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Comfortable using an assortment of mediums, Brisgand executed some very attractive portraits. He was very facile with the use of oils, crayon and pastel. He resided in France throughout his lifetime, and enjoyed a long and prosperous career as an artist.
Early in his career he exhibited at the Salon des Artists, 1910 (Reverie), 1911(Amoroso), 1913 (Extase), 1914 (Salome), drawings that featured youthful female models in seductive reclining poses.
He was commissioned to produce a portrait of Pierre Bartholomew Gheusi in 1927. The three quarter length image is a very fashionable portrayal of a male figure. It is reminiscent of the dashing manor of Giovanni Boldini (1842-1931)
Some examples of landscape work by this artist also exist, however, he became most noted for his stylish portraits of women. He excelled in the depiction of the nude figure. His works are often known by his emphasis on good draughtmanship, incorporating the slender graceful portrayal of fingers and hands.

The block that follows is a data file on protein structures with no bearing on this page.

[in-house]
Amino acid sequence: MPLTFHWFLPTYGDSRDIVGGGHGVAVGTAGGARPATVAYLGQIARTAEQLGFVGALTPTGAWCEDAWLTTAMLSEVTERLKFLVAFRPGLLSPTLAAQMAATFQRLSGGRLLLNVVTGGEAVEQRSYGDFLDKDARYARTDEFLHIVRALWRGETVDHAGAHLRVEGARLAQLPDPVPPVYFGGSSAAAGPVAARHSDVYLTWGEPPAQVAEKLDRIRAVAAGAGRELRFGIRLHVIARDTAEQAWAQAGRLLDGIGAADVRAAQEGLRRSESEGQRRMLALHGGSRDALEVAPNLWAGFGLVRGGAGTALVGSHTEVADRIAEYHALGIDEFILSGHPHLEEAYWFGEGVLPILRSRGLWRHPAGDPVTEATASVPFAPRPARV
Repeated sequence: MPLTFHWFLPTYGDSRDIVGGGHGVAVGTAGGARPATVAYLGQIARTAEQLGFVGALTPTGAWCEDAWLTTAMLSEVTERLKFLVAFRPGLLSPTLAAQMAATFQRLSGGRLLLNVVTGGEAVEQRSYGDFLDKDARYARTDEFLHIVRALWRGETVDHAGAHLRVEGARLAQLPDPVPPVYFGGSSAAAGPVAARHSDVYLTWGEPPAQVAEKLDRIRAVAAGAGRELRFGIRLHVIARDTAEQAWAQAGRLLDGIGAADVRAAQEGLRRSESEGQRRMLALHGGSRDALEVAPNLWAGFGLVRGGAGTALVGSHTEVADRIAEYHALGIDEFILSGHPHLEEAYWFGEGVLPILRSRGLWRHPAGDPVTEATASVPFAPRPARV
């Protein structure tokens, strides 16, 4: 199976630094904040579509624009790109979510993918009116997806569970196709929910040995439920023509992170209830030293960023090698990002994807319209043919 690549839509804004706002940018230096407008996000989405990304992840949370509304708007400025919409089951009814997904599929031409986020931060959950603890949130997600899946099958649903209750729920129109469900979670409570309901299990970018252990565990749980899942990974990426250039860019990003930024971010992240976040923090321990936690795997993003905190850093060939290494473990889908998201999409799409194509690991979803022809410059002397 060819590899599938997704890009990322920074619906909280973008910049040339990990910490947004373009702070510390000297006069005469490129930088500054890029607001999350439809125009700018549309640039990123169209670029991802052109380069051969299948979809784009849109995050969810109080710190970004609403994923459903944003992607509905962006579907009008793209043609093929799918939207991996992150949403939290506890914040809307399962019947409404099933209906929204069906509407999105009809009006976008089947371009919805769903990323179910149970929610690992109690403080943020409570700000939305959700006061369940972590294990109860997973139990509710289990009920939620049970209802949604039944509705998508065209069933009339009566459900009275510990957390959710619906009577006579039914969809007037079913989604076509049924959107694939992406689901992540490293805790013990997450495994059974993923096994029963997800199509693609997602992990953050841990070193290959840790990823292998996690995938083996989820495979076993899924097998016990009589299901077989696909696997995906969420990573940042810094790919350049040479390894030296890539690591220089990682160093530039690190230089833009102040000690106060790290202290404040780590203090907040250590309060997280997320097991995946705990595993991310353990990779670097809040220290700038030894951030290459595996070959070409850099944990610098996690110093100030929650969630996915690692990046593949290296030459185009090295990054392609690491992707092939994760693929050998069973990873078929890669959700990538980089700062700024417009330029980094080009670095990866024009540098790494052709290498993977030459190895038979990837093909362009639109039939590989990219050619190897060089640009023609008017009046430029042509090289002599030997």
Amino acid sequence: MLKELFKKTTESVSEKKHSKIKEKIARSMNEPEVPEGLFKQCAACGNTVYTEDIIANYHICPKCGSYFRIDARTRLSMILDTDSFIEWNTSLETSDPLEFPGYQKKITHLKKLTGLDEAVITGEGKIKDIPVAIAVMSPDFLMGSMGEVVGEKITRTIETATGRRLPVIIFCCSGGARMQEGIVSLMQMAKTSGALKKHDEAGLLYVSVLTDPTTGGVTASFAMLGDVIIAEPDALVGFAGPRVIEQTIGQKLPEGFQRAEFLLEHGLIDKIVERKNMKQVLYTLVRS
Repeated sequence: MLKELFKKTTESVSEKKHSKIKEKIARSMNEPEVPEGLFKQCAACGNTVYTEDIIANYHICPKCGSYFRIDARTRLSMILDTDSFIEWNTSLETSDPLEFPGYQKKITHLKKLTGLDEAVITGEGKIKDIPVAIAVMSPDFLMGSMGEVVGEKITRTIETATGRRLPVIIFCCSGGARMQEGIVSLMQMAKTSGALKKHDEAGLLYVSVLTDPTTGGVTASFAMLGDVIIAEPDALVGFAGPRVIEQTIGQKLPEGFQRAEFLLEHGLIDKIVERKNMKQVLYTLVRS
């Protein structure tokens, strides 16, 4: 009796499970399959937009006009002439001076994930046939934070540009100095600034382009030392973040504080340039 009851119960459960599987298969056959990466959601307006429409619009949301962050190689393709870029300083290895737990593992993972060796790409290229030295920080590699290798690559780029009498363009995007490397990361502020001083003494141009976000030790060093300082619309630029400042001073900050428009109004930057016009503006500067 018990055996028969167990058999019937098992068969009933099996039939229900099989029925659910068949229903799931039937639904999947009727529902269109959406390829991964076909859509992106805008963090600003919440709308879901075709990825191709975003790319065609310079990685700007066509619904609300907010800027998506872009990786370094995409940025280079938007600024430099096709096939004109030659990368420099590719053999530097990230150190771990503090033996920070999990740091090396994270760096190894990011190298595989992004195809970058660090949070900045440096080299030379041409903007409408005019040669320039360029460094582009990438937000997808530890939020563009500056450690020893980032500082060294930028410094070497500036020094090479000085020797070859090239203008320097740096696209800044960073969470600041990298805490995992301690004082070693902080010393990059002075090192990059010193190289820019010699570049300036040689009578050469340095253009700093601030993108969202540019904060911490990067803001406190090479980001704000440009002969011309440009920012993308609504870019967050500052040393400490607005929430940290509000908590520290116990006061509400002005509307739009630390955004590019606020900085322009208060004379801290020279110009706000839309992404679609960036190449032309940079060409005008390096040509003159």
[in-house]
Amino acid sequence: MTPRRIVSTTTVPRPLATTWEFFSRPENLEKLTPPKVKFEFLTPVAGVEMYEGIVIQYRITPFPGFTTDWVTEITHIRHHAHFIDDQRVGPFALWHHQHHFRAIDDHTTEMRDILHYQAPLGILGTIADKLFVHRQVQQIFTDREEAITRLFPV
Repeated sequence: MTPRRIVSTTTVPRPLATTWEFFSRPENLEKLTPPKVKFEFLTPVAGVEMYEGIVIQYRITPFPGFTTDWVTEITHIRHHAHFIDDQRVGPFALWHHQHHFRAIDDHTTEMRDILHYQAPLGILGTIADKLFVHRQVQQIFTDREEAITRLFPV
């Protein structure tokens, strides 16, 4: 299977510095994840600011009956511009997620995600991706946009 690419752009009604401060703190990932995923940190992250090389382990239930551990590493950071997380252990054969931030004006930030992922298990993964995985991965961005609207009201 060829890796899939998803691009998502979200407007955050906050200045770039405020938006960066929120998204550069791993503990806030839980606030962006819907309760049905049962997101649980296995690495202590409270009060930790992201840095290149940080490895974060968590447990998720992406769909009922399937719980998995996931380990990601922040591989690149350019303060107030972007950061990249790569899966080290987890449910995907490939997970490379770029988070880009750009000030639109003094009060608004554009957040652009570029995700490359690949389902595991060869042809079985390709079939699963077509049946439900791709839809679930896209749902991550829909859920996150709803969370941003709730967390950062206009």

Brisgand was the subject of a capricious film interview that shows him sketching youthful ballerinas as they pose in certain attitudes. The mustachioed Parisian artist wears a suit hat and bow tie as he observes his models dancing in formal ballet attire. (Eves Film Review Issue #475). Also a capable illustrator, his work was featured in the French publication Fantasio. In 1929 his works were published under the title La Plastique Feminine, Gustave Brisgand Illustrateur, by Alben Michel.
Compiled and written by Jim Kieley, Galerie Rochambeau, Woodbury, Connecticut